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LUX Detector Underground

Posted on July 13th, 2012

Finally after a very slow, two-day move underground LUX has finished its journey home. The 6,000 pound detector was wrapped in plastic and foam and moved via air bearings and other apparatuses to help it be perfectly safe on its dangerous path to the underground. This marks a huge milestone in the LUX project as a whole and soon everything will be moving forward even more. See more articles about the move here:

SFGate LUX has a new home
Deep Thoughts: LUX Milestone
South Dakota Public Radio broadcast

Almost Underground!

Posted on on July 9th, 2012

On July 11th the LUX detector will be underground after a steady and complex journey down. As you may imagine, the detector needs to be handled extremely carefully and precicely while decending into the Sanford Underground lab. While the ride down takes only 11 minutes for scientists, the detector takes nearly two hours to travel the 4850 feet journey. Following the arrival of LUX there will be a radia broadcast from the cavern by a South Dakota Public Radio program and talks will also be given on Sanford Lab's Neutrino Day science festival.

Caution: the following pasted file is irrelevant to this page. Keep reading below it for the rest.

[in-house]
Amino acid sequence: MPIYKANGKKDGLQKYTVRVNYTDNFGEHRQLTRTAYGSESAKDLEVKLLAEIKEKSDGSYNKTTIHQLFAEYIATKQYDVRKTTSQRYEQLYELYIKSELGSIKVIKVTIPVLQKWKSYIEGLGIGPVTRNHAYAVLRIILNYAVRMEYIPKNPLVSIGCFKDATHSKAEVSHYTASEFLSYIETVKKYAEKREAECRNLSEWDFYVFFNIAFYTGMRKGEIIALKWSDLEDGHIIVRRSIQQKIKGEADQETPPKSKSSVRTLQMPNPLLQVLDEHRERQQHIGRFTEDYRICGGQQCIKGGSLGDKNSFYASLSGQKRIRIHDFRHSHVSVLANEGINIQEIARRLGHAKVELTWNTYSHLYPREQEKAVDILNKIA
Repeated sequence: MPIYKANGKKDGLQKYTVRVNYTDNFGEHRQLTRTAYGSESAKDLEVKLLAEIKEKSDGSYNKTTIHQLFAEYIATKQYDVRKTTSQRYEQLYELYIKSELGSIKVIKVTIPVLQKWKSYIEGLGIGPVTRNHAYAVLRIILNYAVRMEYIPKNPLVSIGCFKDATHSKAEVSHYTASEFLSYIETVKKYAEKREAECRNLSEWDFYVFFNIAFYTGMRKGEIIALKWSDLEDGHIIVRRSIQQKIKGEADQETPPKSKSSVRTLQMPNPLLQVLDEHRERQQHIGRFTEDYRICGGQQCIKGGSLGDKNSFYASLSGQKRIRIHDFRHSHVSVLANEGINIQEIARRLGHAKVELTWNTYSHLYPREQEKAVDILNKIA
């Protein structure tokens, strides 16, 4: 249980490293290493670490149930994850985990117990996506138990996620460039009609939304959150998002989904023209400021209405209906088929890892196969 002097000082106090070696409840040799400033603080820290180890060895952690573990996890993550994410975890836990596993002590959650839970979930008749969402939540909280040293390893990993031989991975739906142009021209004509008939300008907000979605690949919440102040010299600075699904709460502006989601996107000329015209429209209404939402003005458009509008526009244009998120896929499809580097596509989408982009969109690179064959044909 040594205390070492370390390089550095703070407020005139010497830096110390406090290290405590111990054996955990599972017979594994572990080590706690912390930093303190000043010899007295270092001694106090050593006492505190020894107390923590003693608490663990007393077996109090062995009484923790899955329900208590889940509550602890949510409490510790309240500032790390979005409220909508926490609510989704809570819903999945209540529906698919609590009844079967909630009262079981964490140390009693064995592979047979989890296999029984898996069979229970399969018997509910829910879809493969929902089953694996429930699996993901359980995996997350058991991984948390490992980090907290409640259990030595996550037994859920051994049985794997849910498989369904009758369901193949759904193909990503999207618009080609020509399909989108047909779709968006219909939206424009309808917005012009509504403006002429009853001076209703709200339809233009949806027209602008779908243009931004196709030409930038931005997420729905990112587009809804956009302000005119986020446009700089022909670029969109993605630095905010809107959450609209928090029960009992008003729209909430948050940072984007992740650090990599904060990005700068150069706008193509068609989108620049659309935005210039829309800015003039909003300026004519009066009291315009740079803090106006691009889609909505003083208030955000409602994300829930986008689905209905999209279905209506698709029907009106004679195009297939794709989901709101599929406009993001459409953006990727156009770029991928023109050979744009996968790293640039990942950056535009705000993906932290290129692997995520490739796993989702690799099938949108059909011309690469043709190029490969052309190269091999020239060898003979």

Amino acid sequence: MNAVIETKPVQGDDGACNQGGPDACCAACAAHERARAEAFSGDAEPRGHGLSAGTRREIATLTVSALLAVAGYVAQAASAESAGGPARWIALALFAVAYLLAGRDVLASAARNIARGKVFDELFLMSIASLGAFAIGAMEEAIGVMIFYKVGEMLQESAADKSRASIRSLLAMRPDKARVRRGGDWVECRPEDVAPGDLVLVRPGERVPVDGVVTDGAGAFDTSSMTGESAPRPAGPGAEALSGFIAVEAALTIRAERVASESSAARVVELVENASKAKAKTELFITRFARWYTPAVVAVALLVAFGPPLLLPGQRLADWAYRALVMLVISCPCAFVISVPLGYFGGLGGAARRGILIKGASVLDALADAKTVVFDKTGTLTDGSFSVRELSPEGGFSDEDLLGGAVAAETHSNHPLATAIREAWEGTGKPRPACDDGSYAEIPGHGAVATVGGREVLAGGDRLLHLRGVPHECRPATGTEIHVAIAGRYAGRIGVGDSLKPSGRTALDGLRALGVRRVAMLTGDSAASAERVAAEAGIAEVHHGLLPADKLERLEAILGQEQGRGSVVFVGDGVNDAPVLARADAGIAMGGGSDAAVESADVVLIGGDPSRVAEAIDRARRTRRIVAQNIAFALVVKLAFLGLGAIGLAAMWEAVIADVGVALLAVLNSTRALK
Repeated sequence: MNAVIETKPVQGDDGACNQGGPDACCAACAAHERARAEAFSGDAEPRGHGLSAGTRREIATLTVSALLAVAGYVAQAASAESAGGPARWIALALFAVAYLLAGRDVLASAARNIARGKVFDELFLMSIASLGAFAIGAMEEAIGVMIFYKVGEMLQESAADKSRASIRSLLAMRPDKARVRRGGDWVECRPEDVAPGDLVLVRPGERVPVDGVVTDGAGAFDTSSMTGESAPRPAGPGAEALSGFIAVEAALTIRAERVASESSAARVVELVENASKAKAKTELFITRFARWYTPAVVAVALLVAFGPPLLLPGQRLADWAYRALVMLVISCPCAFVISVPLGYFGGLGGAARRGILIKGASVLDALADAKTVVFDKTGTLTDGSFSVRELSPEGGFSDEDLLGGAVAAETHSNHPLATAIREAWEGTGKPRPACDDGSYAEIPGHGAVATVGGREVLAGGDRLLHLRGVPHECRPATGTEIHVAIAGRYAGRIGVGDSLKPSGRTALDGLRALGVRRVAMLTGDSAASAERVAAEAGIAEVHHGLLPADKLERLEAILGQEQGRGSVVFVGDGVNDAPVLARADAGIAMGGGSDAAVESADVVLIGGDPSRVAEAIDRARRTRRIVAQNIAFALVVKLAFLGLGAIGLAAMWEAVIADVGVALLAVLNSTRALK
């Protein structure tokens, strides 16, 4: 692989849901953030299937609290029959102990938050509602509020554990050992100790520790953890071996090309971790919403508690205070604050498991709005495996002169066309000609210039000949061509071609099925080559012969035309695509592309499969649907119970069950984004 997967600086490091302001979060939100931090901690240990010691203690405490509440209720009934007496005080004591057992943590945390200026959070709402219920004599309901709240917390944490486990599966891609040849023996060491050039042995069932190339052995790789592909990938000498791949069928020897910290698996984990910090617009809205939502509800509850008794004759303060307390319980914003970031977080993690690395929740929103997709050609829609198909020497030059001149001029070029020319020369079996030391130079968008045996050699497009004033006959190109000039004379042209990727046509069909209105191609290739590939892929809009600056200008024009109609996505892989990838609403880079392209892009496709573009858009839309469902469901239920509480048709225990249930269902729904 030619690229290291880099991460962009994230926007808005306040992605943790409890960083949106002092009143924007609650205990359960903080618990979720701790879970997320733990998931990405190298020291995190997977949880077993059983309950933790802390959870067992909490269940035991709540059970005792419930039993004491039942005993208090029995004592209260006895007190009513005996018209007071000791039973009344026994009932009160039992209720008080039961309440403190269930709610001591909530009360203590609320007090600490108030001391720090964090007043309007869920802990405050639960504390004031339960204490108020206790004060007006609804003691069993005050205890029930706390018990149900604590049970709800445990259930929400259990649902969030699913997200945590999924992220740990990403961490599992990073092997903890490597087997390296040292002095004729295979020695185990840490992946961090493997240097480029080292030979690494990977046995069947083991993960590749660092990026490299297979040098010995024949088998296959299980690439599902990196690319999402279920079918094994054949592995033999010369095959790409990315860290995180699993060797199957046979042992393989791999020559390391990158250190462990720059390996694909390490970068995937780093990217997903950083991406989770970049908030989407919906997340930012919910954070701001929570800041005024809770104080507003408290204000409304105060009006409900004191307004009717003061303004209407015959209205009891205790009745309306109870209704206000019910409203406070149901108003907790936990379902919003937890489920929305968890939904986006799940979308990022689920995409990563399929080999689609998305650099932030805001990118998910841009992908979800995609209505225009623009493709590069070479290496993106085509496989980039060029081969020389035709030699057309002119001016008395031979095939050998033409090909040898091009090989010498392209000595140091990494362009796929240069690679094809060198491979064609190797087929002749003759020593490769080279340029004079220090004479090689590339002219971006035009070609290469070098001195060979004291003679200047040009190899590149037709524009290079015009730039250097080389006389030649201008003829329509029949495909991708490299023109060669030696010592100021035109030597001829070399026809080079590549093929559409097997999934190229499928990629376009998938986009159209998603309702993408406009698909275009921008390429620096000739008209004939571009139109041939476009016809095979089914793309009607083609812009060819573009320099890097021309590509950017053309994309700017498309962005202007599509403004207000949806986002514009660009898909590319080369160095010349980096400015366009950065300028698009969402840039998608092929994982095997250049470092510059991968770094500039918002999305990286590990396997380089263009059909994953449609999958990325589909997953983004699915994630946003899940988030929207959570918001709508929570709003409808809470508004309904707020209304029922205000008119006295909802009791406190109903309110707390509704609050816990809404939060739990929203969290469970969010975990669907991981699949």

LUX Underground this week

Davis Campus Dedication

Posted on June 27, 2012

Want to see the Sanford Underground Davis Campus? Here is a video of the opening ceremony of the Davis Campus at the Sanford Underground Laboratory. This is where LUX and other experiments will be held and taken care of.


Posted on June 25, 2012
LUX collaboration members John Bower (left) of Lawrence Livermore National Laboratory and Sergey Uvarov of UC Davis work on a string of four photomultipliers in the LUX tank.

The detector has been stationed in South Dakota now in preparation for what is to come. But now the detectors fitting into the underground world is becoming a reality. Photomultiplier tubes were installed last week that would serve as the most essential part of the experiment. The PMTs detect small photon signals that radiate from liquid xenon particles that have just been hit by a weak interracting massive particle (WIMP) in the detector and help to translate that into information about dark matter: where the WIMP hit the xenon, how much energy did it have, and much more.

See the full article here

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Random foliage

With the recent events involving putting the LUX detector underground at the Sanford Lab, the country and the world is buzzing with talk about Dark Matter. Take a look at these articles about the LUX detector to get more information.

Wall Street Journal on Physicists Looking for Answers

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